Welcome to this issue of Capital Ideas, our
newsletter dedicated to business selling, business buying and
financial resources for mid-market companies.
Can 2011 Be a Good Year for Private Company M&A?
By John Hammett , Managing Director
Minneapolis, Corporate Finance Associates
The lost years of 2008, 2009 and 2010: As most private company owners know directly, or have heard from their customers, suppliers, bankers, advisors and friends, the opportunity to sell private companies has been challenging since the ’08 financial market meltdown. Over the last two years, the business climate was marked by declining sales and earnings, evaporating bank credit and poor visibility into future business conditions. Company owners had little confidence in projecting demand, capital availability, government regulation and taxes.
Because trailing earnings is the largest determinant of current sale value for private companies, savvy owners stayed away from actively looking for buyers until the future became more positive and more predictable. Many advisors to owners recommended waiting to sell companies until earnings had begun to recover and the outlook became more stable. The result is that deals for companies valued below $50 million slid from more than 1,000 transactions in 2006 and 2007 to a rate of less than 500 deals expected in 2010.
The accompanying chart divides deals by the type of buyer. Financial buyers buy private companies as investments and help them grow to be re-sold later to industry buyers or large financial buyers. Strategic or industry buyers acquire private companies to expand their business into new products, markets, technologies or geographies. The black line shows the percentage of deals that are made by strategic buyers. While overall deal activity has declined in the last three years, strategic buyers have maintained a higher level of activity while financial buyers have pulled back more. The reason is that industry buyers find value in the strategic fit and they understand the industry better. Financial buyers are more dependent on historical earnings and less comfortable taking industry risks.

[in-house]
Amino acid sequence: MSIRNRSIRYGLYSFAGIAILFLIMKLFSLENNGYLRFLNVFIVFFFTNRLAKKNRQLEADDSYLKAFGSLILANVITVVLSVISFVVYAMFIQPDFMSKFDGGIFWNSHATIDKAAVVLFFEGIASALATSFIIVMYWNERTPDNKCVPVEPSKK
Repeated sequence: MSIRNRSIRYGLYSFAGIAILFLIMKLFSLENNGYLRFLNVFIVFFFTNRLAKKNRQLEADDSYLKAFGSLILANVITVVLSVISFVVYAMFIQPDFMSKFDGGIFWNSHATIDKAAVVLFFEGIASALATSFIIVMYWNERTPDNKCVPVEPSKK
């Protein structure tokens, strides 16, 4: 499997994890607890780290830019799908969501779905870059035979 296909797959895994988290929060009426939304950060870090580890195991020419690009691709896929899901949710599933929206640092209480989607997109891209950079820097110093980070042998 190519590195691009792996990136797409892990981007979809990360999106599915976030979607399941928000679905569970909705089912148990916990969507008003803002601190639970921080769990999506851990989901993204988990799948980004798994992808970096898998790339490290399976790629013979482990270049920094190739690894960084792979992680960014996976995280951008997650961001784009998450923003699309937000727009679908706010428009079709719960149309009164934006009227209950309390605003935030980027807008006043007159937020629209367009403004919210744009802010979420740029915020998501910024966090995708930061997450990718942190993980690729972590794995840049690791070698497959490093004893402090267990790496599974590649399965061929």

Deal Overhang: Before the economy softened, deals in the under $50 million range averaged close to... Read more »
When it Makes Sense to Sell to Private Equity
A Few Points to Keep in Mind
By David Sinyard , Managing Director
Atlanta Office, Corporate Finance Associates
Approximately $1 trillion dollars of capital is managed by private equity funds worldwide. Roughly two-thirds of this amount is invested in buyout funds and the balance is devoted to venture capital. As private equity is a signifi-cant source of investment capital, how does private equity work and when does it make sense for business owners to seek out private equity to buy part or all of their business?
Private equity is risk capital that is employed in a wide variety of situations and, by its nature, not readily tradable on a public stock market. The majority of the capital in this market is provided by institutional investors who invest as limited partners in partnerships sponsored by professional managers; the general partners, who source the deals, negotiate the capital structure and oversee the operations of the portfolio companies. Returns are provided to the investors in the form of operational cash flows, operational improvements and an exit at a higher multiple than originally paid for the company. The limited partners commit a specific amount of capital while the general partners agree to a specified time period within which to invest, typically five years. The parties further agree that the capital will be returned to the partners in a 10-12 year period from the date of committing the capital... Read more »
Situation:Paula and Jerry Pollart, the owners of Heartland Ag, acquired the Company in 1994 and built it into one larger and more successful than they ever dreamed. When it came time to move into the retirement phase of their lives, after careful consideration they decided to sell the business to an outside buyer. This was not a simple task considering the cyclical nature of the agriculture industry as well as the need for any acquirer to be approved by Heartlandís key vendor, Case IH.
Solution: The Pollarts enlisted the services of CFAís Jim Zipursky and his team, who lined up a number of qualified potential buyers and assembled a group of professionals to handle the legal, tax and estate issues such a sale would create. The Pollarts accepted an offer from HA Holdco and Case approved the transaction. The sale was completed in August, 2010. The buyer inserted its own management team and Jerry and Paula expect to be fully retired within a year, a reasonable transition period. The legal side of the transaction came off without a hitch with the proceeds fully protected. CFA was able to solve all of the Pollartís exit goals.
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